What is Spiritual Communion?

Spiritual Communion is a way Christians throughout the centuries have drawn near to Christ in worship when it hasn’t been possible to meet with Him at His Table in the sacrament of the Lord’s Supper. The traditional definition is, ‘an ardent desire to receive Jesus at His Table and a loving embrace as though we had already received Him.’ It’s not a particular thing that you do, or a special form of words that you say, but rather it’s a sincere longing for communion in the body and blood of Christ when it isn't possible to receive the sacrament physically. This is a spiritual eating by faith. Normally, this sort of spiritual eating should accompany our sacramental eating when we come to the Breaking of Bread. But, when we can’t gather for the Supper, this spiritual eating (although unfortunately and very sadly separated from the sacramental eating) is something that’s still possible for us, by God’s grace and the power of the Holy Spirit, as we long for the day we will be able to feast again at His Table.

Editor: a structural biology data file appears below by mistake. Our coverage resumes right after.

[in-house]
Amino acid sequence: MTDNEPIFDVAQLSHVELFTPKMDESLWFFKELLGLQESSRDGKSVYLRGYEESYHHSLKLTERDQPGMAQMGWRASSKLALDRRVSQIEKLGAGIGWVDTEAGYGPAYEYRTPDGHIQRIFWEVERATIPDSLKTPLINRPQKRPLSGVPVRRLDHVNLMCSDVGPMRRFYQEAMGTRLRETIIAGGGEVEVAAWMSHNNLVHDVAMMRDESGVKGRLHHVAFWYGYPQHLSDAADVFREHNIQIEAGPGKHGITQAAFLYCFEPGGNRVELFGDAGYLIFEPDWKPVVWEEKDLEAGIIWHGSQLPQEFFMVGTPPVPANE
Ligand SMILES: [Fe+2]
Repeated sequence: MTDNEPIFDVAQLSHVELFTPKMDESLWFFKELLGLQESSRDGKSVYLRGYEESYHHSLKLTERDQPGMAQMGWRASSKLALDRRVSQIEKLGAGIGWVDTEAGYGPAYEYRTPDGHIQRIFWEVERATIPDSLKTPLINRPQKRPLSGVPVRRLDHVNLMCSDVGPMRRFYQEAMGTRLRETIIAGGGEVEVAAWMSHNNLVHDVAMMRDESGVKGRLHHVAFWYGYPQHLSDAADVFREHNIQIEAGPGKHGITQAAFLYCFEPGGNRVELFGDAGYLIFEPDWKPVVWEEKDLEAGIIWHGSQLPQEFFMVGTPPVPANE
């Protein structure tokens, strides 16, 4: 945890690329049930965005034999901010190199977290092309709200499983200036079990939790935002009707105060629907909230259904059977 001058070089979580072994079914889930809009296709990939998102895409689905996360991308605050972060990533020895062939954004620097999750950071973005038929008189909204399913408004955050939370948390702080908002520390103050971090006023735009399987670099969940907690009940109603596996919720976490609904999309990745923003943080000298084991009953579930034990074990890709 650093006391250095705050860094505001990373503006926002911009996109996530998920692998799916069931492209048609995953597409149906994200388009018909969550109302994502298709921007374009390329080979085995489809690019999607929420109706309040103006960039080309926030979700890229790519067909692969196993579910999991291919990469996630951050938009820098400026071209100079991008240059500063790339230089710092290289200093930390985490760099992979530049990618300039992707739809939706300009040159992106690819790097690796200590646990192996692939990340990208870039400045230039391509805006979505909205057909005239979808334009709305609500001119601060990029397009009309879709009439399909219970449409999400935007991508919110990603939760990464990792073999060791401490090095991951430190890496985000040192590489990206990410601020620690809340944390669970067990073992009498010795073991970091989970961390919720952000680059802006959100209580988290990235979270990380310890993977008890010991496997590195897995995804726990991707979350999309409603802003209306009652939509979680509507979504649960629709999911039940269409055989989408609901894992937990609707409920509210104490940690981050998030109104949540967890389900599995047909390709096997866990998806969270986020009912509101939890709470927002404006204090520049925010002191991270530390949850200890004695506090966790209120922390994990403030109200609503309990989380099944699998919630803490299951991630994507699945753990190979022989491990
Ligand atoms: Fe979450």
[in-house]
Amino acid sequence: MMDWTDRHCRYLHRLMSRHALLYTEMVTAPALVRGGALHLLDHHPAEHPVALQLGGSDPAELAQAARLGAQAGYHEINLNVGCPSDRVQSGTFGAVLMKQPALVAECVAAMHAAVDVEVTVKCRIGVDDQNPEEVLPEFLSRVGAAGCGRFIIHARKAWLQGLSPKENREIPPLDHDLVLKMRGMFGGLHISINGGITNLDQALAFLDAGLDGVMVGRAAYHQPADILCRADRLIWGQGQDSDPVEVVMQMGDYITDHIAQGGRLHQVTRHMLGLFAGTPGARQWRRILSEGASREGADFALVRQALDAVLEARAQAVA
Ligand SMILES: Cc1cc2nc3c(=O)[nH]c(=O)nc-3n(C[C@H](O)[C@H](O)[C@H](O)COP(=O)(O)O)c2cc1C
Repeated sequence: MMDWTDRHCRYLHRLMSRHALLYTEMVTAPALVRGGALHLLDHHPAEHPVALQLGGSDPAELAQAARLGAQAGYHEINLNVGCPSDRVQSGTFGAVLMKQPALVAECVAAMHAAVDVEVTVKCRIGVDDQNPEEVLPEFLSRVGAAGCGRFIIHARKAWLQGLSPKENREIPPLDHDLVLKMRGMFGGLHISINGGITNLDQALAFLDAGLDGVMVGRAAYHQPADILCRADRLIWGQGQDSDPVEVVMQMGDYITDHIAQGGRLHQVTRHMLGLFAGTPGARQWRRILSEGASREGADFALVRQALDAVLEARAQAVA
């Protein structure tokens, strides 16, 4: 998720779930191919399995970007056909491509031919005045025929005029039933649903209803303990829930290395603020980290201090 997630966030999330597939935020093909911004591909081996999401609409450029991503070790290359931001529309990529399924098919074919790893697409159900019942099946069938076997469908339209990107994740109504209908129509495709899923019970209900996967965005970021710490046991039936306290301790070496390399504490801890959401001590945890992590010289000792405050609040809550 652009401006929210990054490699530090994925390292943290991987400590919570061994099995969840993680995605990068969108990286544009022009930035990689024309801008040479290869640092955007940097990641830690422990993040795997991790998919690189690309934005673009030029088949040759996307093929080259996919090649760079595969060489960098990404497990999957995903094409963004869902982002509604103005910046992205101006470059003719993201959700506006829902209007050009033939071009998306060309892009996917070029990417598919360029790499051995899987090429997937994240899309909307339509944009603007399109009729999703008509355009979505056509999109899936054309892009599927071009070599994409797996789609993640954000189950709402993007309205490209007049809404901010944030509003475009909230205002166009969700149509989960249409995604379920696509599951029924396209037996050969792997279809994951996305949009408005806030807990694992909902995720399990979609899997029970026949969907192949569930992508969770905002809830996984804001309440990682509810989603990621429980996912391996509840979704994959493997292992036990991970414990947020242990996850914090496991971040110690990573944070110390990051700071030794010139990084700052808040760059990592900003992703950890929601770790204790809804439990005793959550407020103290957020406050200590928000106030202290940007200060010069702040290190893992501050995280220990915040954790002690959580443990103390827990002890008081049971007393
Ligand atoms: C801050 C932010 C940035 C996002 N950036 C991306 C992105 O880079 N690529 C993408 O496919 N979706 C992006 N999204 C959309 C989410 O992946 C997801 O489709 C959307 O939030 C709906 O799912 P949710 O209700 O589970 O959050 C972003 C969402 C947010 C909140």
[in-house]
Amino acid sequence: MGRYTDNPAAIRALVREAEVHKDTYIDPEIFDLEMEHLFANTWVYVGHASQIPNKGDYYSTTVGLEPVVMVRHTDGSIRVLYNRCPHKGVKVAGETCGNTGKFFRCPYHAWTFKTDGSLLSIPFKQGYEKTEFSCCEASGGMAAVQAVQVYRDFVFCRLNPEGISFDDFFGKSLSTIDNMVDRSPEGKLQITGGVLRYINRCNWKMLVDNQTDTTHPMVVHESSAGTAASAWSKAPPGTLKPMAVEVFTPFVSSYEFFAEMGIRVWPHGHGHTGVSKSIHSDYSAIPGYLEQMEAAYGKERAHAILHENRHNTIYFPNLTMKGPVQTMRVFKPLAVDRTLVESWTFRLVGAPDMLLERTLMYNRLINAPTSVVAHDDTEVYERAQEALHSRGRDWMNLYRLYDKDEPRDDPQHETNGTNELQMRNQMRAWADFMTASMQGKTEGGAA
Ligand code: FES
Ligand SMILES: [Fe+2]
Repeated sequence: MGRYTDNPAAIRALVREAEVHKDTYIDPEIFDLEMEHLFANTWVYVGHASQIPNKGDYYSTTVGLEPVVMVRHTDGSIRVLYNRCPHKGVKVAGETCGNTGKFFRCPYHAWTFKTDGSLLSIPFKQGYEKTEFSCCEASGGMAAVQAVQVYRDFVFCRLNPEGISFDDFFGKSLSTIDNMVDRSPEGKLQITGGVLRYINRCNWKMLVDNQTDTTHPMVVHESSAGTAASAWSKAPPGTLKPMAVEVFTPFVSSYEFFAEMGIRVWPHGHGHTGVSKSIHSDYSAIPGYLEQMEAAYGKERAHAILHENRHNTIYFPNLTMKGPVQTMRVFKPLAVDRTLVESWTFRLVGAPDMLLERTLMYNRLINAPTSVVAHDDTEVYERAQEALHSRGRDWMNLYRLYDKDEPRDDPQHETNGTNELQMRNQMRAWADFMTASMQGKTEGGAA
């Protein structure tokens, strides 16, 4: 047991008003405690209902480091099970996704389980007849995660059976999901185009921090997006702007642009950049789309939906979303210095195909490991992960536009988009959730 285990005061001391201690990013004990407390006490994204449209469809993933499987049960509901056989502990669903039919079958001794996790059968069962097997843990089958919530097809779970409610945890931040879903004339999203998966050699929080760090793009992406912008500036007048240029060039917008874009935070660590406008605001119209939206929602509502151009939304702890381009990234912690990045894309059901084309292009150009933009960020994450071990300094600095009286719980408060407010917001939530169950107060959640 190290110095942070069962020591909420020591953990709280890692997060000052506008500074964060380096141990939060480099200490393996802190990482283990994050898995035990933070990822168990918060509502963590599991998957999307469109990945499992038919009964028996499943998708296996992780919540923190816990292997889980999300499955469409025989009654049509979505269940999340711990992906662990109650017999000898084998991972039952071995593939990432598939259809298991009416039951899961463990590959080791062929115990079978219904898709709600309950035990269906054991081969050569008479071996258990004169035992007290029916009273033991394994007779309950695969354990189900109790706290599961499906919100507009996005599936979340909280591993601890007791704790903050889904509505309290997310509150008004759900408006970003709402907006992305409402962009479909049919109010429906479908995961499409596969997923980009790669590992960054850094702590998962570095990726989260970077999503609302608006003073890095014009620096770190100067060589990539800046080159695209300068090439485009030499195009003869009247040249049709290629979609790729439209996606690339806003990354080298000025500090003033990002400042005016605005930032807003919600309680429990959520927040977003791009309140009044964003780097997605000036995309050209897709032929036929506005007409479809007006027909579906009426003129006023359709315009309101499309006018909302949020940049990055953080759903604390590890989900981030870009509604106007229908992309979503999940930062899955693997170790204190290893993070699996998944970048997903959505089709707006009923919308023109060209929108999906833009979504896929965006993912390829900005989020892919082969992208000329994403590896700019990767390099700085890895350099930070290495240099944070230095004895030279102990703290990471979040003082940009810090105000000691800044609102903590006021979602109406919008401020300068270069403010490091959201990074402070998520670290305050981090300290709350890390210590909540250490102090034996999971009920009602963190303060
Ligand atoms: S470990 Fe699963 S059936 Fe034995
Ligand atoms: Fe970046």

Two key Scriptures undergird the practice of spiritual Communion. First, 1 Corinthians 10 tells us of how the children of Israel ate and drank spiritually of Christ during the Exodus and their subsequent wilderness wanderings: ‘All ate the same spiritual food, and all drank the same spiritual drink. For they drank of that spiritual Rock that followed them, and that Rock was Christ.’ (1 Cor. 10:3-4)

Here the Bible shows us that, even before the institution of the sacrament, it was possible to eat and drink of Christ spiritually. While now that spiritual eating and drinking takes its place above at the Lord’s Table along with the sacramental eating and drinking, when we cannot come to the Table, we are not deprived from this spiritual communion by faith.